Return to Richard Laymon’s THE BEAST HOUSE

The Beast House was published in 1986, roughly six years after Richard Laymon’s debut novel The Cellar. It is part two of what is now referred to as The Beast House Trilogy, easy to find in electronic and newer paperback editions thanks to Amazon picking up Leisure’s catalog of titles after the Dorchester implosion in 2010-2011, ending a long and glorious reign of horror publishing that stretched back into the 1970s.

Not to digress, The Beast House was originally published in the U.S. by Paperjacks in 1986. They also re-issued a now uncommon edition of The Cellar and Beware in 1987. The Beast House picks up after the events of The Cellar with a letter from a girl in Malcasa Point to a bestselling author of “non-fiction” supernatural novels Gorman Hardy. Janice Crogan’s parents run a hotel in the hometown of the infamous Beast House, and obtained a copy of a diary of Lilly Thorn, the first woman who lived in Beast House, which chronicles the woman’s horrific and strange experiences with the beast, including her addiction to sex with the beast.

This is a Richard Laymon novel. If you’ve read his stuff before, you know what to expect. No manner of horror is taboo in his work, which is what makes them so thrilling to read – not the explicit nature of it, per se, but the simple fact that anything can happen to anyone. No one is safe. You know this going in, but that doesn’t mean you’re entirely ready for it.

The set-up of the book continues as the non-fiction author Gorman smells money in the girl’s story and makes a trip to Malcasa Point with plans to write the book and cheat the girl out of her share. (I’m guessing the character’s name is a nod to his friend and author Ed Gorman. There’s also a Brandner Bay in the book, a nod to Gary Brandner, another friend, author of The Howling and more.)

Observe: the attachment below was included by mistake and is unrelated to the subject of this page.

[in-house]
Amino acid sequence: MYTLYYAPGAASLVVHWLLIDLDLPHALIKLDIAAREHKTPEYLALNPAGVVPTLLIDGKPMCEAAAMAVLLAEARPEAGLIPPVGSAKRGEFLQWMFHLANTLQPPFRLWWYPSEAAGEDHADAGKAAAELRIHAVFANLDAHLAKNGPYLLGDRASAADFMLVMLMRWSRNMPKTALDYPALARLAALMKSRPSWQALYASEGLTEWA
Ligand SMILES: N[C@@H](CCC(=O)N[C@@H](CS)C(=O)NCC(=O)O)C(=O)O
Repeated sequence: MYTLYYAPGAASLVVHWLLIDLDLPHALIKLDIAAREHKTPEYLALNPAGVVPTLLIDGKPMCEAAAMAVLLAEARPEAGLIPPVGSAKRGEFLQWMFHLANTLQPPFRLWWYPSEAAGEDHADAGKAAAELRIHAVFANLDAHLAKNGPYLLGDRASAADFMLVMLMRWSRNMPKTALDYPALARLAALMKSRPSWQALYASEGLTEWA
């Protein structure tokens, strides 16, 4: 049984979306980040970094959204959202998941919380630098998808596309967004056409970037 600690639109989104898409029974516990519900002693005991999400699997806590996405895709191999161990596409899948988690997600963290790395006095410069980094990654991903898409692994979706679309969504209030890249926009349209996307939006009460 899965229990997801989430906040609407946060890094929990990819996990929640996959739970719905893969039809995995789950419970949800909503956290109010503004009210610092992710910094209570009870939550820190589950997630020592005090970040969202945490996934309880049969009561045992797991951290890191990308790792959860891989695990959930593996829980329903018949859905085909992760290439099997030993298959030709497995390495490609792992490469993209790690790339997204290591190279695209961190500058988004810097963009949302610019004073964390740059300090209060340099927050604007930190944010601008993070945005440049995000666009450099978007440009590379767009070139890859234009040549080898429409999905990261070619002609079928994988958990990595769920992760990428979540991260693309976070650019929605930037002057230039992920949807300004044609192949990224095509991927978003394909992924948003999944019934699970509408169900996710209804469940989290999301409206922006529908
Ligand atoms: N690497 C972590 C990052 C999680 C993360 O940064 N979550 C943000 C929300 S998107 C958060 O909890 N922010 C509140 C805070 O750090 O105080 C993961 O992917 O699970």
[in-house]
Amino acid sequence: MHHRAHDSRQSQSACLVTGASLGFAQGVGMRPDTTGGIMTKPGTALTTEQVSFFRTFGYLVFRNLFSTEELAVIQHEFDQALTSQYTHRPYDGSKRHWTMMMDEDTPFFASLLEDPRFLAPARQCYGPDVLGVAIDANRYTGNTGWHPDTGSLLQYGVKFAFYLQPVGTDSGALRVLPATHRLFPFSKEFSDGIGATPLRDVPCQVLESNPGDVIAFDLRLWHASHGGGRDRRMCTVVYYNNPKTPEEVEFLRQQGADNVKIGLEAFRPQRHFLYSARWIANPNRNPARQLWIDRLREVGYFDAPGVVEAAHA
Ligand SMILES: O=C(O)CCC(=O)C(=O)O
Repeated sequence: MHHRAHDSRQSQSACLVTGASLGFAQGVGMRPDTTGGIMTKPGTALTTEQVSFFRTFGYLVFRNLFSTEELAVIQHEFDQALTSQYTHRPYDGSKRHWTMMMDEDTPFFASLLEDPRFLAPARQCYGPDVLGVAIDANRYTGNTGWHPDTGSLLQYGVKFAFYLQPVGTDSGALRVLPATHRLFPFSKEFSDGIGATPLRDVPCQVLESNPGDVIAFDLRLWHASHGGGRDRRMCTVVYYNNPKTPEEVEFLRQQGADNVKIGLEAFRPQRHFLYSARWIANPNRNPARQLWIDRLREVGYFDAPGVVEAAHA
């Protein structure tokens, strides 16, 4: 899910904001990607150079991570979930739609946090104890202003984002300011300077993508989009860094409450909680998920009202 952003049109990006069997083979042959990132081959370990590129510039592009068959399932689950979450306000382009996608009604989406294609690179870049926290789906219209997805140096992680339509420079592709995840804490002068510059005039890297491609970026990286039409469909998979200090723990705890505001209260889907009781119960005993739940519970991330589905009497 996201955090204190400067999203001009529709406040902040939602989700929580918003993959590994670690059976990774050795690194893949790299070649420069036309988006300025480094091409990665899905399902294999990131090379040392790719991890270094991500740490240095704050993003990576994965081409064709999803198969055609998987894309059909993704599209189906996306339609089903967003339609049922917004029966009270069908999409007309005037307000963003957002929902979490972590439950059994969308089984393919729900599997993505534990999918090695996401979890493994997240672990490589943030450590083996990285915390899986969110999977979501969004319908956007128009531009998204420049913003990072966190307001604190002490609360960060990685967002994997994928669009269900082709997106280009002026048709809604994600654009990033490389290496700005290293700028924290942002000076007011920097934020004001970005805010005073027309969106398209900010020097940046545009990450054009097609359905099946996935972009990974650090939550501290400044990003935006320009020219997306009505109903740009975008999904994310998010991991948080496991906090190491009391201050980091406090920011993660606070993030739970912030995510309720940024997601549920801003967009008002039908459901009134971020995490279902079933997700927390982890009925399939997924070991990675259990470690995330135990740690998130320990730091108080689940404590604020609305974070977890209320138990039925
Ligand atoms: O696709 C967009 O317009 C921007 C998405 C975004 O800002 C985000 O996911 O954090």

On the opposite end of the spectrum from Gorman, we have two somewhat more likeable characters in Nora and Tyler, two girlfriends looking for an escape form the city who drive up the coast to Malcasa Point. They’re run off the road by some creep, who threatens to beat them up and rape them (I did mention this is a Richard Laymon novel, right?), but are saved at the last minute by two ex-Marines, Jack and Abe. These guys don’t have much to do – just cruising around enjoying their early retirement from the military, so they hook up with Tyler and Nora on their way to Malcasa Point and hang around for a while.

As the story progresses, the paths of Gorman, his side kick, and the four folks mentioned above cross at the Welcome Inn, the only hotel in town, run by Janice’s parents. As Tyler searches for an ex-boyfriend in town, their search leads them to the Beast House, where he worked as a security guard. Since the writer is investigating the house, they all end up there together. Soon, the girl Janice and the writer’s sidekick disappear after a trip to Beast House late one night, and Tyler discovers some disturbing news about her former paramour, linked to his job as security guard at the place. Investigation into the Beast House ensues and leads the group into the inevitable web of mystery and horror.

Not one to give away too much away, I’ll just say that Laymon’s style does not falter here. The prose is clean and swift. This book is easy to read, and the journeys of the characters are interesting to follow – even the smarmy writer guy, hell bent on making millions at the expensive of a naïve girl. As the investigation into the contents of Lilly Thorn’s journal ensues, Abe begins his own inquiries about things that have happened around town, learning more of the mystery surrounding beast house. There is a burgeoning romance between Tyler and Abe which feels genuine. Surpringly for Laymon, there is a low body count for the majority of the book, at least until the end. Horror fans must hang in there with this book. The final 100 pages really roll with heightening action, but the real payoff comes in the last several chapters where shit gets crazy. The final chapters had me groaning and laughing out loud with the morbid glee that only true horror fans know. The culminating scene with Tyler is so over-the-top horrific that only Laymon could pull this off, and only true Laymon fans can probably enjoy it for what it is.

Overall, this is vintage Laymon, highly recommended for his fans. It has been a while since I had so much twisted fun reading the end of a horror novel. Now, on to The Midnight Tour.

Note: I have always thought of our novel Night Wraith as a bit of an homage to Richard Laymon’s work. Fans of Laymon may have an interest in checking it out here. Gratzi!

Leave a Reply

Your email address will not be published. Required fields are marked *